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Crack _BEST_ Advance Steel 2017 Crack _BEST_

A threatening 14 foot crack growing in a massive 5 foot thick concrete pier at Radial Trunnion Gate 8 in Oroville's Spillway Headworks? DWR Board investigating how many of the internal cracking of the 50 year old aging "end of life" 384 steel anchor tendons may fail before they deem the Headworks operationally unsafe? Two steel tendons have already failed, test data reveals 28 more with crack indicators in the steel, some near the "critical failure size". Yet DWR doesn't know with certainty how many more are at risk of failure? Are there any plans to fix these major spillway Gate Headworks issues with emergency repairs for 2017? Why hasn't DWR revealed this information to the public?

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LOS ANGELES, CA (California Network) - On May 11, 2017, at a California State Assembly joint oversight hearing at the State Capitol Building, for an update on the damaged Oroville Spillway, legislators were surprised in testimony that revealed new concerns regarding structural cracking issues in the Radial Gate Spillway "Headworks" in addition to the issue of the leaking "Wet Spot" on the dam. James Gallagher, Committee Vice-Chair, District 3, revealed this new information while grilling DWR for answers.

As reported by Valerie L. Price [1], "Gallagher explains that at the "head-works of the spillway" there is a "diagonal crack in the left side of gate eight," and he reveals that "there's also a crack in the center of the head-works of the spillway." He states that the crack is serious. He asks, "Is there a plan to fix the head-works? You know, these cracks are probably going to require complete replacement of the head-works. What's the plan on that?" Bill Croyle states that DWR is focused on the emergency, but he says that a "small" team is considering "what the permanent repair would look like." Gallagher says, "The wet spot. The green spot... on the left groin." He asks if "piezometers" have been put in to monitor the wet spot. He says that originally, 56 piezometers were installed, but now only 3 are active to be read to monitor "the seepage and the pressure on those areas." He says, "I've heard it said that it's not a problem to the stability to the dam. Okay, well, prove that to me." Bill Croyle answers, saying, "I can't speak to whether there has been any instrumentation" installed to monitor the wet spot."

This "structurally significant" near 14+ foot crack, with an offset of near 4 inches, is being monitored by DWR using red paint (See Fig 1). As the crack grows, more red paint is applied. In a Feb 3, 2015 California Division of Safety of Dams (DSOD) Inspection report, the inspector noted a new growth close to 2+ feet in length as "fresh red paint had been applied" [2]. Why is "watching" with red paint the only action being taken? This concrete pier is 5 feet thick. For a crack of this magnitude to exist in a critical support structure area, near the Radial Gate Trunnion anchorage & pivot pin, it is surprising to hear that there are no planned repairs in 2017 to address this notable structural defect. Why "only" repair the main spillway to 100,000 cfs if the Spillway Gates may be under threat of failure at this flow rate?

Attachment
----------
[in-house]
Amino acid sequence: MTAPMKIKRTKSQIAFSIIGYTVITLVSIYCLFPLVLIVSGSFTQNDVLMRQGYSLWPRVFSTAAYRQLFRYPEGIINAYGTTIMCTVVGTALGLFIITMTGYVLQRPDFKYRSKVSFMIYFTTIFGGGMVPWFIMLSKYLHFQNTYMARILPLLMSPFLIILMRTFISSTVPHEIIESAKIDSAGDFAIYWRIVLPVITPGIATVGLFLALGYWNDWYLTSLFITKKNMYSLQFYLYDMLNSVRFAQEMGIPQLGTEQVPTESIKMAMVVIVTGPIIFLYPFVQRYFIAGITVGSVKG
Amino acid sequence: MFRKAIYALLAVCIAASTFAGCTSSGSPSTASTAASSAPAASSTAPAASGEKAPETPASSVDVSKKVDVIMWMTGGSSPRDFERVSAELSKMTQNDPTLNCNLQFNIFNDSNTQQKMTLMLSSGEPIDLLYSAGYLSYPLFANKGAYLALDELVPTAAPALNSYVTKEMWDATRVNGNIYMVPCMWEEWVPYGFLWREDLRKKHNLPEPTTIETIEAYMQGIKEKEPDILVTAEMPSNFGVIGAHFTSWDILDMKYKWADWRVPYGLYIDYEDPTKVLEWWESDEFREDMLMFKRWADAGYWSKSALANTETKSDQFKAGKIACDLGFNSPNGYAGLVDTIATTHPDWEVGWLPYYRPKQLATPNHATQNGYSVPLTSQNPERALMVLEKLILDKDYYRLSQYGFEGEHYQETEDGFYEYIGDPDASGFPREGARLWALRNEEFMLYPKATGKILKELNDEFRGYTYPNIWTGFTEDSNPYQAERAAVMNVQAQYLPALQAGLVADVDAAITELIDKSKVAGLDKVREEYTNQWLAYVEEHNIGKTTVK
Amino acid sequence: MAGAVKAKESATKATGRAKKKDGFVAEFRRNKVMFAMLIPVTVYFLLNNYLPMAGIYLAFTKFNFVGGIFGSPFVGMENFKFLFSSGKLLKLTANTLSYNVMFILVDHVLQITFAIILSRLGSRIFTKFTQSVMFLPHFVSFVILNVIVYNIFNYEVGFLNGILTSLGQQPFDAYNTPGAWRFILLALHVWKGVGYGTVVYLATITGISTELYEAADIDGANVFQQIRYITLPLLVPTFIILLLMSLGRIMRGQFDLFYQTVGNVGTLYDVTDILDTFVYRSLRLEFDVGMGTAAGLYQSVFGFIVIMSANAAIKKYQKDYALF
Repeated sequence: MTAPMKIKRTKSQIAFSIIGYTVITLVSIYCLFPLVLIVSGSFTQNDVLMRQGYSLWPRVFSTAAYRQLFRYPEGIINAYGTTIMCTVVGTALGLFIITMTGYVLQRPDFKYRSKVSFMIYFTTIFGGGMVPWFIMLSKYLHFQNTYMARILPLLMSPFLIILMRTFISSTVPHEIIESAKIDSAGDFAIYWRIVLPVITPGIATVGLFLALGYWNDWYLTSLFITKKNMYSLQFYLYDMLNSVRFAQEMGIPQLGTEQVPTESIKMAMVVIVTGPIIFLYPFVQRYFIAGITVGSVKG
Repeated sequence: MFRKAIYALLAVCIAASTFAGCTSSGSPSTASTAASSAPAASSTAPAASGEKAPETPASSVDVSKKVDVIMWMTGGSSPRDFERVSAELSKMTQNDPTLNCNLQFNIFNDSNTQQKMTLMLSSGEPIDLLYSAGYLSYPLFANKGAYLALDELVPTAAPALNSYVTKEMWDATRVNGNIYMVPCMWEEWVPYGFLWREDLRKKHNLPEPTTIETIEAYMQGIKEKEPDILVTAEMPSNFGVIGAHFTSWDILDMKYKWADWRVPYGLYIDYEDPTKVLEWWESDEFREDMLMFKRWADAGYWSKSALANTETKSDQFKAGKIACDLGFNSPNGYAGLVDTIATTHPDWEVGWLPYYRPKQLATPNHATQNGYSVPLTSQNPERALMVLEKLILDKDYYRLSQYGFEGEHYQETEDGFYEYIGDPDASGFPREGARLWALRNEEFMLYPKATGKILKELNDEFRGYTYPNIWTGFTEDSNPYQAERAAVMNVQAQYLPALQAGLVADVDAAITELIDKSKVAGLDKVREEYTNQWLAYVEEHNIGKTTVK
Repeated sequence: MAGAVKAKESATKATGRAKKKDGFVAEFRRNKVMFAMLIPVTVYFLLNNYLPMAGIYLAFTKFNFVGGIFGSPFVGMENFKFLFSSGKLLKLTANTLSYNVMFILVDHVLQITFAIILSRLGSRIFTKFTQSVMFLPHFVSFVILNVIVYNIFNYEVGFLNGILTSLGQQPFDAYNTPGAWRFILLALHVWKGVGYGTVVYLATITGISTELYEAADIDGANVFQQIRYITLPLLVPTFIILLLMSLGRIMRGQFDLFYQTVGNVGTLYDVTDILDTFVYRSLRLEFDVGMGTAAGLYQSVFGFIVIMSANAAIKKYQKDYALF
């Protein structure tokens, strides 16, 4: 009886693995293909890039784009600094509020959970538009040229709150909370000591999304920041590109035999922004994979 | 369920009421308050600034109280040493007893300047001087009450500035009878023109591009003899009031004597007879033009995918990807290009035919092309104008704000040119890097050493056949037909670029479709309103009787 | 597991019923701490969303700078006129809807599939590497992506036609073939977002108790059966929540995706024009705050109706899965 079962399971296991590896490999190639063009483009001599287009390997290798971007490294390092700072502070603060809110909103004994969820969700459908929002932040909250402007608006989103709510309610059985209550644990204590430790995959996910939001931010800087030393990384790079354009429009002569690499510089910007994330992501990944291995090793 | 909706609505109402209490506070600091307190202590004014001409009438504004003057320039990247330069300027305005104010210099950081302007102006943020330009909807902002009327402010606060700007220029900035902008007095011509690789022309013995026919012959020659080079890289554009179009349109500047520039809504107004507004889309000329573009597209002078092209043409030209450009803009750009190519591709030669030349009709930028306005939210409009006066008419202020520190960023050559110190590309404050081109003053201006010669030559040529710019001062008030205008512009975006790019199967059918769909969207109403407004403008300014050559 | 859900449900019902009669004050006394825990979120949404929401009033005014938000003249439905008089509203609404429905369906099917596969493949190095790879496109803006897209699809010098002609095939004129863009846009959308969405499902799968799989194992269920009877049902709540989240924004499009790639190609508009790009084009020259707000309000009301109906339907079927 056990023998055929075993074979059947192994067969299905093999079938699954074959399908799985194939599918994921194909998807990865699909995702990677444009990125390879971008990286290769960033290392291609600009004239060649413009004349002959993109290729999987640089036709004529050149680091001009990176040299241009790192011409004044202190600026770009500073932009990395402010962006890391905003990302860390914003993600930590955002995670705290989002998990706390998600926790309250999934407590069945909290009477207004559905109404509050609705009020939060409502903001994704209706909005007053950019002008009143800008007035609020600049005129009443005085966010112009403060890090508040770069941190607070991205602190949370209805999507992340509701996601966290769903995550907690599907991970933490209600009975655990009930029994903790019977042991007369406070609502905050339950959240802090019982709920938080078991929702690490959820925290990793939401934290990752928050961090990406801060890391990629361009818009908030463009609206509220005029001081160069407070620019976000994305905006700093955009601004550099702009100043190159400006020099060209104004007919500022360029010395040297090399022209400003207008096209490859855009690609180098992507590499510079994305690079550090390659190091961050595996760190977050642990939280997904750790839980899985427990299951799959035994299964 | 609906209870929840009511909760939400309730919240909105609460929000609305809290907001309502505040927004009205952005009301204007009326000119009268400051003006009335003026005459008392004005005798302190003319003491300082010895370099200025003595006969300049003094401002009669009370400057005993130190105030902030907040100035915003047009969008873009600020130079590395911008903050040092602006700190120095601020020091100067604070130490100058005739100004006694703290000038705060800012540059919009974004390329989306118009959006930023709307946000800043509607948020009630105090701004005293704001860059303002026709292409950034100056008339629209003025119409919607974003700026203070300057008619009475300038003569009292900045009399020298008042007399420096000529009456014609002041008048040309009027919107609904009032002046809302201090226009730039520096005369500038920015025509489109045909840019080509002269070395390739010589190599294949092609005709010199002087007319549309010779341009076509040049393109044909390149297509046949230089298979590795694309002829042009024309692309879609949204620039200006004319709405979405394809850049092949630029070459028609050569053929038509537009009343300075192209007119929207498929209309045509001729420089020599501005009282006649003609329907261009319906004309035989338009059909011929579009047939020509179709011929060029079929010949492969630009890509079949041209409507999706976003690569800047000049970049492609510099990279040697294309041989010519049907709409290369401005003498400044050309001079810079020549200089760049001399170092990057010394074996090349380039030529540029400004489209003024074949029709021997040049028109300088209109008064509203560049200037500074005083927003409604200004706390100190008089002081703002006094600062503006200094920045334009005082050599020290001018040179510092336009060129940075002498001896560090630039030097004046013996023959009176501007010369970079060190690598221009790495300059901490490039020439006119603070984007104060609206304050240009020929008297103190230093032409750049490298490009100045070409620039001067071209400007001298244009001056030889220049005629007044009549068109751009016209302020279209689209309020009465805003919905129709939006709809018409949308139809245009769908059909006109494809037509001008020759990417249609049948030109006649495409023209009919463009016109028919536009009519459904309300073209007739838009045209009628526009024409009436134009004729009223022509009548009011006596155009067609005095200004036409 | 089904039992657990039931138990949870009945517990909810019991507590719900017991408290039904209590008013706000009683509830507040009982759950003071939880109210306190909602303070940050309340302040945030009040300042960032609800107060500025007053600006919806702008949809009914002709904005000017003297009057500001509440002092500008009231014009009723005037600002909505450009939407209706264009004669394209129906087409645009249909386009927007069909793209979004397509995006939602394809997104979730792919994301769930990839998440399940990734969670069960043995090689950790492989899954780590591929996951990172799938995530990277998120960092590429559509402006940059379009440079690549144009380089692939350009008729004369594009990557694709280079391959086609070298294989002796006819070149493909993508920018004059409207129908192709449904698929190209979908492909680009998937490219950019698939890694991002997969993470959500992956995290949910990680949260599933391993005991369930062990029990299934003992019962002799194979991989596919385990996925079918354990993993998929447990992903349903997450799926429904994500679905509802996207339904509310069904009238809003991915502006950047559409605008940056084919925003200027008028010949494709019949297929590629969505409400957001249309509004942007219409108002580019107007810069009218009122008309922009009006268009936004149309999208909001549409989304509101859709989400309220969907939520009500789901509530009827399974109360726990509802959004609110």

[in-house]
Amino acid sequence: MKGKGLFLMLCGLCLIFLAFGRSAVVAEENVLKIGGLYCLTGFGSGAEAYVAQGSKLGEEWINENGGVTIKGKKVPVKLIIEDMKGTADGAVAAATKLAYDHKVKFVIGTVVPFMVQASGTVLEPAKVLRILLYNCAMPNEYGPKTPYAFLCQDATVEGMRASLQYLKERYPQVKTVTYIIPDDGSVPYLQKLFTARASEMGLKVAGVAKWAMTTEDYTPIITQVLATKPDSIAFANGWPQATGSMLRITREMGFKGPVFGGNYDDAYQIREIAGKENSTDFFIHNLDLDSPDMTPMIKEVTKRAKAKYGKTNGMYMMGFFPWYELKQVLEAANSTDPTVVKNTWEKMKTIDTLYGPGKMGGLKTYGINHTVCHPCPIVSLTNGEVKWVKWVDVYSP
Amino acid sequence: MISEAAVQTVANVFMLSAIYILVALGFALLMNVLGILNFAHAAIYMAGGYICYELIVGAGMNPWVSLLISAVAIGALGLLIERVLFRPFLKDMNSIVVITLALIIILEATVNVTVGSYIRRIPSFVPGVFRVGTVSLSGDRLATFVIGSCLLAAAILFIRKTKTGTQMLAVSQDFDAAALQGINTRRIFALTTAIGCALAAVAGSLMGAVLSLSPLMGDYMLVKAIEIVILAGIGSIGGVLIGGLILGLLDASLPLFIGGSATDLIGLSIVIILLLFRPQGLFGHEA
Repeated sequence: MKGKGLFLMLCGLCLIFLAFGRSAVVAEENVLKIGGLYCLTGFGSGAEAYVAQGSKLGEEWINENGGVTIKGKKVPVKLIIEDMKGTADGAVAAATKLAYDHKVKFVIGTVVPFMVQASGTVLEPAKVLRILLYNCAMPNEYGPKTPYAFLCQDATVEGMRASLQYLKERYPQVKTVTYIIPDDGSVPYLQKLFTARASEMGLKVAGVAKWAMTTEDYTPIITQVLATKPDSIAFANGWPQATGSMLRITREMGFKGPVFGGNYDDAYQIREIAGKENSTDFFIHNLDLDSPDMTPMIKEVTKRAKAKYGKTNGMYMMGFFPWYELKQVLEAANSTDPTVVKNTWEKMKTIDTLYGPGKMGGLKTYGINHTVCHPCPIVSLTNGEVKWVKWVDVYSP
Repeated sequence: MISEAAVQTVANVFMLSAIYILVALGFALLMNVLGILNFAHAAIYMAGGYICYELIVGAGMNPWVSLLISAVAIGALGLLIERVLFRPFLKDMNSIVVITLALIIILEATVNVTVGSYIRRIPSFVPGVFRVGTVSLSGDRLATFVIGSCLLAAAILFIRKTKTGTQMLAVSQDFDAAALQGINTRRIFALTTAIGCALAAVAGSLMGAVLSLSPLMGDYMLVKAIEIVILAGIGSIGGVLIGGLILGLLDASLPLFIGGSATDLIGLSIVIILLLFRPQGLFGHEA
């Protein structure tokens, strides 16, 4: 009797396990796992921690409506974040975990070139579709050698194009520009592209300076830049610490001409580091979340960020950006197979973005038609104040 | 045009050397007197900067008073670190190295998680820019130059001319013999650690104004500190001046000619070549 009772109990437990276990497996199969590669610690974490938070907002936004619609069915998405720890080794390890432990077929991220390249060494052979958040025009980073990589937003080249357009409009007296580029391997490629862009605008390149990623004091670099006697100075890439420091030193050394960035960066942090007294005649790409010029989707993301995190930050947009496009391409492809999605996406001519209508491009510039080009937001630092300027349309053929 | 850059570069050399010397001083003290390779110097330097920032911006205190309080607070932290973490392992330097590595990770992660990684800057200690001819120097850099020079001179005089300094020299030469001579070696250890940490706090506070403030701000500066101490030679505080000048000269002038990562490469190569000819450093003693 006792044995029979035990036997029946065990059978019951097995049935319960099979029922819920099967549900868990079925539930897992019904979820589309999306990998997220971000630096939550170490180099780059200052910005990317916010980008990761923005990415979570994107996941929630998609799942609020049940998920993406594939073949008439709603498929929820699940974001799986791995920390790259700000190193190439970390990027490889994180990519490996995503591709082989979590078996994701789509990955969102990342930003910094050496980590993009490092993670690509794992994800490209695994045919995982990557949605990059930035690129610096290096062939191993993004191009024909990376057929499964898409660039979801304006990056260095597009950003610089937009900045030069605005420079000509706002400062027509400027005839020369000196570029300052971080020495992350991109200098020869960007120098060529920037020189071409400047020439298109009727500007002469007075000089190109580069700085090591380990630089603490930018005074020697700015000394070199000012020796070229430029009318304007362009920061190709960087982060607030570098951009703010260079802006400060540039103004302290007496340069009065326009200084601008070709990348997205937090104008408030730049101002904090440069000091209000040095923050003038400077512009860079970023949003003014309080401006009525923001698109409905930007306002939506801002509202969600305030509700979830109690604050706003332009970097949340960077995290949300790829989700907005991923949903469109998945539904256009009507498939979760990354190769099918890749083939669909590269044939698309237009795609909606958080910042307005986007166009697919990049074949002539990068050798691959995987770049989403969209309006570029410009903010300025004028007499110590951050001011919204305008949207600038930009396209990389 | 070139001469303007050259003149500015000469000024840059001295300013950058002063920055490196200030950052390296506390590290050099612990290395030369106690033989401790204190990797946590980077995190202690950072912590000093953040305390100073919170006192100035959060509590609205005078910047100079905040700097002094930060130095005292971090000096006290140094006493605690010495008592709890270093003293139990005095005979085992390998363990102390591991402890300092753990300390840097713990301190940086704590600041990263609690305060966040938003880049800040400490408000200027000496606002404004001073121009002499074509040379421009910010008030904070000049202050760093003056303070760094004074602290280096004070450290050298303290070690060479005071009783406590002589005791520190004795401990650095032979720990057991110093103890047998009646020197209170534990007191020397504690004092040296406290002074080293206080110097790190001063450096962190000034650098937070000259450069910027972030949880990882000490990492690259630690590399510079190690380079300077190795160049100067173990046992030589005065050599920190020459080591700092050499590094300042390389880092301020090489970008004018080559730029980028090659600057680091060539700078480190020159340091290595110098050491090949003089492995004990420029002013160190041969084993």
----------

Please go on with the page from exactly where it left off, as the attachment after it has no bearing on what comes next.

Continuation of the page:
Further testimony, by Professor Robert Bea, Phd Professor Emeritus, Center for Catastrophic Risk Management, UC Berkley, as reported by Valerie L. Price [1], "Dr. Bea warns that "nature [is] unforgiving of ignorance." He makes 3 recommendations. "Look out for the spillway gates," because the inspection reports show cracks in the head-works, "that they've had to paint over the cracks, so you can watch the two sides moving relative to each other. And then you look at the anchor tendons for the gates; two of them are broken. The wet spots, have been explained away as natural. In my world there's nothing like that that's natural unless proven natural. The piezometers are a clue." He warns to pay attention to the wet spots, because they are "part of this problem of growing old." Implicit in his remarks is a grave warning of the potential for catastrophic failure of the Main Spillway gate head-work structure, and consequently, the earthen part of the dam."

Professor Bea's testimony reveals another structural threat to the Radial Trunnion Spillway Gates in the "end of life" 50 year old steel anchor tendons. Two have failed at the spillway prior to 2000. Many more are known to have internal "flaws" that are typical of corrosion cracking [3][5][6]. In fact, the US Army Corps of Engineers issued a report in 2013 over concerns of increased failure risk at dams from old and aging steel anchor tendons (called "Post-Tensioned rods") [4]. Oroville DWR test data shows that every single gate of the spillway has defect "flaws" in steel anchor tendons with noted crack dimensions stated as "considered significant" in the original 2000 Ultrasonic testing report [3] (See Fig 2). Powerful Ultrasound is used to stimulate the ends of the exposed steel rods to look for "echoes" from "reflections" that internal cracks or flaws bounce back. However, DWR has found that this method is limited to a maximum of 4 feet and more specifically is useful to about 10 inches [7]. This means that only 10 inches of a 40 foot total length steel rod is able to be effectively tested. This is a coverage of only 2.1% of the length of the rod. What about detecting defects in the rest of the 97.9% of the rod?